Wednesday, December 05, 2007

Blackboard sucks

I thought WebCT sucked a little. Blackboard sucks even more. Granted, the application market space for web-based course management software isn't very big. The good products are actually Sakai and Moodle, both open source fare. Even if they weren't much better, the latter two products would at least have the virtue of being open source. Things that suck are made infinitely worse by being expensive as well.

Why does Blackboard suck so much? Because, just maybe, you can't sort information, like student grades, in any meaningful way. The web interface doesn't allow things like working side-by-side with another application, like the f-ing thing you're actually grading. It makes you print out a piece of paper so that you can type it into another application. So pre-1990's.

It gets worse. Entering a block of grades from another application can mean using a ruler to make sure you're entering text into the right row, unless you decide to edit each student's grades individually, for each grade, in a long list of exam scores. You'll have to use the scroll bar at the bottom of the browser window, because the name is in the first column, the little text box where you need to enter the number is in the last column, and inbetween are a list of links that don't say anything useful and don't lead anywhere, and yet force the table to occupy the full width of the computer monitor.

Course management software should give trend analysis. It should help analyze student performance. It should actually make things easier rather than harder. Instead I have to cut and paste into Excel to identify patterns. Can you track student issues, like manage rubrics as an entity with separately scored items that contribute into an assignment score? No, you get a single number to enter into an assignment, and a single HTML textarea to type your unformatted comments.

It would be nice if you could assign metadata to (i.e. tag) test questions, assignments, or even elements in a rubric and identify patters of errors- cover Chapter 6 in more detail, give an extra self-assessment, etc. Oh well...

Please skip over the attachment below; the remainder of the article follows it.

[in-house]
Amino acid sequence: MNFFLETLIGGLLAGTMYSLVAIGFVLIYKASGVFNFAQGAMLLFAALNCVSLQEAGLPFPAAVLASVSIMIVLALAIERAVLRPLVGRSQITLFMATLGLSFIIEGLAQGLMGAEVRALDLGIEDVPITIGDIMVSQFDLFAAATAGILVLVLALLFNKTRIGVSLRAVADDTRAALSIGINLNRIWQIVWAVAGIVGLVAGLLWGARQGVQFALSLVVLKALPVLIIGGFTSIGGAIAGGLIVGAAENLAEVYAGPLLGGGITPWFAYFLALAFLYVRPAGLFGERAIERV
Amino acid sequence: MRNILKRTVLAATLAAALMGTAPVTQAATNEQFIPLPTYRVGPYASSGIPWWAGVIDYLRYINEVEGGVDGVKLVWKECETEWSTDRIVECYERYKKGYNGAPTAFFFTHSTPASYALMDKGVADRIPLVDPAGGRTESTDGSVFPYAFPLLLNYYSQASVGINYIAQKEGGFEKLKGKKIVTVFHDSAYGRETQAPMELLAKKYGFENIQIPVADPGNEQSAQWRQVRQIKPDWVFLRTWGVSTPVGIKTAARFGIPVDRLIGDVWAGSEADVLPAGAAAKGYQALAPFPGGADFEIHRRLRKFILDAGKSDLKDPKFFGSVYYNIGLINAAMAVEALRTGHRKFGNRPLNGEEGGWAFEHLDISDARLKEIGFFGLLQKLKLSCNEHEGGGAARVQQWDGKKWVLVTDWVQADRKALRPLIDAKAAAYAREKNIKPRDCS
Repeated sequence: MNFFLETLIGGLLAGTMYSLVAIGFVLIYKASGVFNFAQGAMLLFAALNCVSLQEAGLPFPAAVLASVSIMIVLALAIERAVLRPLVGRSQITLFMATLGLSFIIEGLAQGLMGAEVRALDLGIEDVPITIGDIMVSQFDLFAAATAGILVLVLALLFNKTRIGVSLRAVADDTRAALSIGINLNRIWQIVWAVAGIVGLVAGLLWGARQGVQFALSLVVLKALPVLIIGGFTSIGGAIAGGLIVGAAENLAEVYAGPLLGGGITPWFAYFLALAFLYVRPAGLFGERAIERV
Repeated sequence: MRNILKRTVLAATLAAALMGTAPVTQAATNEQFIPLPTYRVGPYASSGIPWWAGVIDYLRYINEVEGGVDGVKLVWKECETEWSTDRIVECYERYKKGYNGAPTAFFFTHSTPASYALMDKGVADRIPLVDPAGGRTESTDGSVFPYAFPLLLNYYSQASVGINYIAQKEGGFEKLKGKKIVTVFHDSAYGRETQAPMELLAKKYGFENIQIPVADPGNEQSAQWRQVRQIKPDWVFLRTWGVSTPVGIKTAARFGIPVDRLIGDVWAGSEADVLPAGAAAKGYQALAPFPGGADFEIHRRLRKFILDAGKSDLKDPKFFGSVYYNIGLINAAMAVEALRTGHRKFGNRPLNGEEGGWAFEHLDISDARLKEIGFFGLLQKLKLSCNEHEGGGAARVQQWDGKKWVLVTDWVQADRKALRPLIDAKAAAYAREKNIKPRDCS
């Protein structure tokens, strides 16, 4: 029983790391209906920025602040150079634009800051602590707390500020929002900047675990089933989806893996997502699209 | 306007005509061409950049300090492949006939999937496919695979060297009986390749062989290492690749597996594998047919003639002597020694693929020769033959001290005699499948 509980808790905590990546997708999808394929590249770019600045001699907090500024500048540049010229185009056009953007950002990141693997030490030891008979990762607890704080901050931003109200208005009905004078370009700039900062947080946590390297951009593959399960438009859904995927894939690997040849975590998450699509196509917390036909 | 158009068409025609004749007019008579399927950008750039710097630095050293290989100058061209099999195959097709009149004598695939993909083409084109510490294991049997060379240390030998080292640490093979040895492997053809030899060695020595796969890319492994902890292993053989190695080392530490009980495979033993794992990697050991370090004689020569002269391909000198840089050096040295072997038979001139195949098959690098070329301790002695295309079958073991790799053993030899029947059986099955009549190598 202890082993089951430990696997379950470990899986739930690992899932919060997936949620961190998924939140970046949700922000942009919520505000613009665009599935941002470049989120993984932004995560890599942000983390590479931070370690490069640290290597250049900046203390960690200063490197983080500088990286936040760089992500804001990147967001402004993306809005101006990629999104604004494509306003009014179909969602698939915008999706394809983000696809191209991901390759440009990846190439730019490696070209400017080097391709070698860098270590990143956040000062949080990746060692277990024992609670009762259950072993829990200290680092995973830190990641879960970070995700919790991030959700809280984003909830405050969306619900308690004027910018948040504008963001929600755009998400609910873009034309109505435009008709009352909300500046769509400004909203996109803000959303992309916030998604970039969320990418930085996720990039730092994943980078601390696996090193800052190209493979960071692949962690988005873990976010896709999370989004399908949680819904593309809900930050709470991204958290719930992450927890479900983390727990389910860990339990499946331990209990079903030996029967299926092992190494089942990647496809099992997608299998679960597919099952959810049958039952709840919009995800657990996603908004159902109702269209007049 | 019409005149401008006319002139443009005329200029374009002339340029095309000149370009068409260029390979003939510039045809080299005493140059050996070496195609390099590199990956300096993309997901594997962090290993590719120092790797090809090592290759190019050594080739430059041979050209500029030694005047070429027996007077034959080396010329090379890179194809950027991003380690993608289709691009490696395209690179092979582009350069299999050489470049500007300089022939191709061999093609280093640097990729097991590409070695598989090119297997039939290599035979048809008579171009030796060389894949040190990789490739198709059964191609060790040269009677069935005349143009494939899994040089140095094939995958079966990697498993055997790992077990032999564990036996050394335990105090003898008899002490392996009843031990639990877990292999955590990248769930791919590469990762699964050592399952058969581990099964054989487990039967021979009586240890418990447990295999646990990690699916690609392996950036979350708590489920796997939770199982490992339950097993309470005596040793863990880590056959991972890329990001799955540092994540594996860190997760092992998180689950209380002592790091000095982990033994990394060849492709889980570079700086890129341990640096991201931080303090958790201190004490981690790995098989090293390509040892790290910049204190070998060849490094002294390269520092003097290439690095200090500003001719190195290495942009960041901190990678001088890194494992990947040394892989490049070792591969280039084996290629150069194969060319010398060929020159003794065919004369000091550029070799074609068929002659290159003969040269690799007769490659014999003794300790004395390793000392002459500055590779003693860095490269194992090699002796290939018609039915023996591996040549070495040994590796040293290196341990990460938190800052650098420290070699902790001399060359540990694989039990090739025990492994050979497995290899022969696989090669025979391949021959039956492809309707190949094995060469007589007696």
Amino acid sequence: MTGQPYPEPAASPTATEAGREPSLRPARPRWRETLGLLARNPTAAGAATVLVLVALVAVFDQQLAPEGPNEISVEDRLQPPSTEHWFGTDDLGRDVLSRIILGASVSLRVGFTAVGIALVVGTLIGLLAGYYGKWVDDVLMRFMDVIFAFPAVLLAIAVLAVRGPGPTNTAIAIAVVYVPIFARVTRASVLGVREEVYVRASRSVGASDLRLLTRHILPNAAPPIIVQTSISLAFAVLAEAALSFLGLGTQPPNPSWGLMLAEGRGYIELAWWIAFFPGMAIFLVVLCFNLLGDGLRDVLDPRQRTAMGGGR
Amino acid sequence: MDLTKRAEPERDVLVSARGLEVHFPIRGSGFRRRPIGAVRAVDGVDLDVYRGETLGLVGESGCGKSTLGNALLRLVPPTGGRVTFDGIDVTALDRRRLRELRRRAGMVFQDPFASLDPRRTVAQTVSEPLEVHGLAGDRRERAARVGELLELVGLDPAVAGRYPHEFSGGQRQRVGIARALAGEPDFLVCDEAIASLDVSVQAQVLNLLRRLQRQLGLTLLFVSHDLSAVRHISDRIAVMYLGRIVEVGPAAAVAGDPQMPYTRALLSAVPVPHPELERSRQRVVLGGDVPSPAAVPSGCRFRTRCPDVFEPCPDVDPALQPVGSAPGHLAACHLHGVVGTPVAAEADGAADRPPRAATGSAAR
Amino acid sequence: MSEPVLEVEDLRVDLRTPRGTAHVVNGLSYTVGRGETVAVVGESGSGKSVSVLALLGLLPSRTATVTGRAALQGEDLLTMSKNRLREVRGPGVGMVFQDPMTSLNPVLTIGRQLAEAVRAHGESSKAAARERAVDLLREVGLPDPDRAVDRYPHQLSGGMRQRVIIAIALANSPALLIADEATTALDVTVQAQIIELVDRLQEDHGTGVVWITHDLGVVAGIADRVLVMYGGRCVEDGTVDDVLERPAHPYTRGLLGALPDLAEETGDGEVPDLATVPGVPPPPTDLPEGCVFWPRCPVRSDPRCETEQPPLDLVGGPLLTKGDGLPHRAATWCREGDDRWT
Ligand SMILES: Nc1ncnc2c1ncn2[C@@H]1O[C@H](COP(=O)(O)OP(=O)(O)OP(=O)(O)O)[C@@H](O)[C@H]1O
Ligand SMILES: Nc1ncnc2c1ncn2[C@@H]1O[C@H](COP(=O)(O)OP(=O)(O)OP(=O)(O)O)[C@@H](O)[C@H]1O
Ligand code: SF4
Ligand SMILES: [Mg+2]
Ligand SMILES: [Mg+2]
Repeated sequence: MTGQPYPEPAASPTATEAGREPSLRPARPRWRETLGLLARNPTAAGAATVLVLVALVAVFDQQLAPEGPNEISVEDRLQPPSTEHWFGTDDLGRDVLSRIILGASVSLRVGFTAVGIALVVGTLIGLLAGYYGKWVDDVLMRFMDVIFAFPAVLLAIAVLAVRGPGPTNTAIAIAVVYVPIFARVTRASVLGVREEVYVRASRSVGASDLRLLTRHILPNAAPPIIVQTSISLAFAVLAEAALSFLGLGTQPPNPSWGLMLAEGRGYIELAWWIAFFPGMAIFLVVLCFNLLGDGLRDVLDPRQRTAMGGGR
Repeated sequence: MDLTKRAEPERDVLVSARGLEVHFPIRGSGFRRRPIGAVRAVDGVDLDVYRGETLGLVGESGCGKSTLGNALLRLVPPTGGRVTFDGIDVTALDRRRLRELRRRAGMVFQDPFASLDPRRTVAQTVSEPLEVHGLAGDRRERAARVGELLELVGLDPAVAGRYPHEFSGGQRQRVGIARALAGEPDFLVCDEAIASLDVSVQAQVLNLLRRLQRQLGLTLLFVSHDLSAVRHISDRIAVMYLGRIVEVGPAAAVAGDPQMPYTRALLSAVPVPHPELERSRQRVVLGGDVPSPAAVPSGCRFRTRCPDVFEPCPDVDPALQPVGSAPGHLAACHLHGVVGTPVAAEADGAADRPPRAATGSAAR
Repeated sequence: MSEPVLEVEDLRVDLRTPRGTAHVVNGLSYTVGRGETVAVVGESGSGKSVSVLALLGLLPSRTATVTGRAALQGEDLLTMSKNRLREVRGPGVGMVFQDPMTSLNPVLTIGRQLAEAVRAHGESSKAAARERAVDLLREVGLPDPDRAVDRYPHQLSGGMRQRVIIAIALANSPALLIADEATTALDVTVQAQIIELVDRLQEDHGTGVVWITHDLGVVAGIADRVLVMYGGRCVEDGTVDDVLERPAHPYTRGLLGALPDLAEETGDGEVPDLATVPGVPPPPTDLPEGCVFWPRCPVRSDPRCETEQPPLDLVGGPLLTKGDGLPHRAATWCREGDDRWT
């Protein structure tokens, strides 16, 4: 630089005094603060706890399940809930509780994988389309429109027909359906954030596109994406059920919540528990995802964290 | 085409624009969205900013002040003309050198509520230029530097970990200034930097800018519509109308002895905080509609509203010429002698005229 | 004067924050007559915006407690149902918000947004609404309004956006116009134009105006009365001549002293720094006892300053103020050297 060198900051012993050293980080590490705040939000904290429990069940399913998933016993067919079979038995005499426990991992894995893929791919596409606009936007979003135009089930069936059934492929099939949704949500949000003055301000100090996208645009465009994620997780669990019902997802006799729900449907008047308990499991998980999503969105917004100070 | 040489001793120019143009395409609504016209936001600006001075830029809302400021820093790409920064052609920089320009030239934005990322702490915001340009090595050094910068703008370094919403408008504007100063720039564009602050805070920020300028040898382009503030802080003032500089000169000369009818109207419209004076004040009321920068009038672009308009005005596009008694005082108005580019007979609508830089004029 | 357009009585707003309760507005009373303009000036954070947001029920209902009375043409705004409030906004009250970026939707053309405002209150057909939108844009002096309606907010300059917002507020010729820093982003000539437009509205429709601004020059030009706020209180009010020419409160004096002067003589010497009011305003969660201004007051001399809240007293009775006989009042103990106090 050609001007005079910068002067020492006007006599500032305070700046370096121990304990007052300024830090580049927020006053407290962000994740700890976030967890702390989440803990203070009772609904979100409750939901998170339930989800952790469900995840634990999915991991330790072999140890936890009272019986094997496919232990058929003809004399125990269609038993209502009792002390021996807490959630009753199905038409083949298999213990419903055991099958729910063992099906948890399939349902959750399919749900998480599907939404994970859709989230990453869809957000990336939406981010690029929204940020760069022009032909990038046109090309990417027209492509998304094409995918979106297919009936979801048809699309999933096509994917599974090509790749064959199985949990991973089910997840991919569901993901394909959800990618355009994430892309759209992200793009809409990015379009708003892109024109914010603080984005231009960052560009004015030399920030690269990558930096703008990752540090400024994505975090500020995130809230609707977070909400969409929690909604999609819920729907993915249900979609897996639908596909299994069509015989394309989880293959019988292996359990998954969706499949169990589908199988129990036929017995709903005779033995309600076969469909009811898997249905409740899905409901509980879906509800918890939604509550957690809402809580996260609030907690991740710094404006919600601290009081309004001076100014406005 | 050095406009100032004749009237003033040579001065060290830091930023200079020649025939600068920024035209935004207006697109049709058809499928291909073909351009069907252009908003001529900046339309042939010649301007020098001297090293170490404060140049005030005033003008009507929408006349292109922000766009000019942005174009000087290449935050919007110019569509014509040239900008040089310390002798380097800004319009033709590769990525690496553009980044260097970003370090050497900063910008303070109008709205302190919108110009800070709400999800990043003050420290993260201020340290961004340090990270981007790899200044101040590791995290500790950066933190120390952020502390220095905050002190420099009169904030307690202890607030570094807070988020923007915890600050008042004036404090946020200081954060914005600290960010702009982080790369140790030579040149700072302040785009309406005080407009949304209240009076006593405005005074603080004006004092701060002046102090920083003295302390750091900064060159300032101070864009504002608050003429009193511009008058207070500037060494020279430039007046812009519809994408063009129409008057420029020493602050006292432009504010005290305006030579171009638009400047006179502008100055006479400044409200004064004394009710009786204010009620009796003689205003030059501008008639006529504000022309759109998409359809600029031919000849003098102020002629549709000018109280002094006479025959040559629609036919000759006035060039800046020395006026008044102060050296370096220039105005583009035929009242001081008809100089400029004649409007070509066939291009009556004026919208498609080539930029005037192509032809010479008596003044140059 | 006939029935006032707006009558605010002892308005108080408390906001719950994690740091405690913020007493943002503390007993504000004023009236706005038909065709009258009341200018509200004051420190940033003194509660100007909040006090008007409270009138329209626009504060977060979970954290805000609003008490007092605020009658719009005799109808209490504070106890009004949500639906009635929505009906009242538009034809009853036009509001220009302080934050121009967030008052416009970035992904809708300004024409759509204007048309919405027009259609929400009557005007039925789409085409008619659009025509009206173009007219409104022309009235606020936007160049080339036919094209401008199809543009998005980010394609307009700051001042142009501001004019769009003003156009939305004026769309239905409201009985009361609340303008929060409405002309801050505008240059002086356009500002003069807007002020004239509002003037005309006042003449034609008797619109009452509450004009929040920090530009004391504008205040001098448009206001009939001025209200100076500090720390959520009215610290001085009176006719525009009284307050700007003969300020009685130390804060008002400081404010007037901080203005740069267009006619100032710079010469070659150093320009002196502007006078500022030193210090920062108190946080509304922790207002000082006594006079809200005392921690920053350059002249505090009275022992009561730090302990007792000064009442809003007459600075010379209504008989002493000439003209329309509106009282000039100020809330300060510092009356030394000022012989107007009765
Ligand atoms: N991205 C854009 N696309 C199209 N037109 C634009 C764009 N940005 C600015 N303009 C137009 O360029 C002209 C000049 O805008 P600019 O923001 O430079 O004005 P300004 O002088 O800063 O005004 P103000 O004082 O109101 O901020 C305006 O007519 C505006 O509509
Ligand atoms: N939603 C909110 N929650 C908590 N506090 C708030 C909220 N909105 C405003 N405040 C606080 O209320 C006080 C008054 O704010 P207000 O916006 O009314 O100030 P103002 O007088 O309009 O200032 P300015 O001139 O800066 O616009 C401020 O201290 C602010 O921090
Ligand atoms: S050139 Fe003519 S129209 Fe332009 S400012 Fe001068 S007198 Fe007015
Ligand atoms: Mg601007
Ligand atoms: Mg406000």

But I hacked a worksheet in Excel that generates both the total score and a block of text with the feedback of what points were lost where, which I can cut and paste back into Blackboard. Or, I sometimes turn the Excel sheet into a database report, print out the comments, and hand them back individually. Which completely violates the purpose of such a tool, to help manage courses. Now it's overhead, because students expect to push a button and have Blackboard tell them what their GPA is going to look like, rather than track their own grades.

Making that work wastes many an hour over the course of the semester.

Which really sucks.

5 comments:

Anonymous said...

What really sucks-- WebCT and Sakai have tow things in common- both make it nearly impossible to get your content out of their systems.

Blackboard and Moodle both enably you to export your course content to an open xml file format, which can be transformed to another system.

Upshot- Blackboad and Moodle are the only two systems it is 'safe' to store your course content in, w/as WebCT and Sakai both lock you content into their frameworks.

Steve In Transit said...

Ah- is this open xml file format something called SCORM? That seems like the current spec for course interchanges, but I've got issues with that...

Kate said...

I totally agree with you. Blackboard does suck. Especially from the student perspective.

iblee said...

Sir, oh how do I appreciate your thoughts on Blackboard!

johnmiles27 said...

I agree with Kate that Blackboard is horrible from a student perspective. I accidentally closed out of a browser window once while completing an exam. Blackboard is designed so poorly that it didn't know what to do; I was locked out of my exam and was unable to finish it online, which led to a huge hassle of having to work out a solution with the instructor.

I'd prefer a system that doesn't screw me over for a simple mistake like accidentally clicking a wrong button, please, thanks.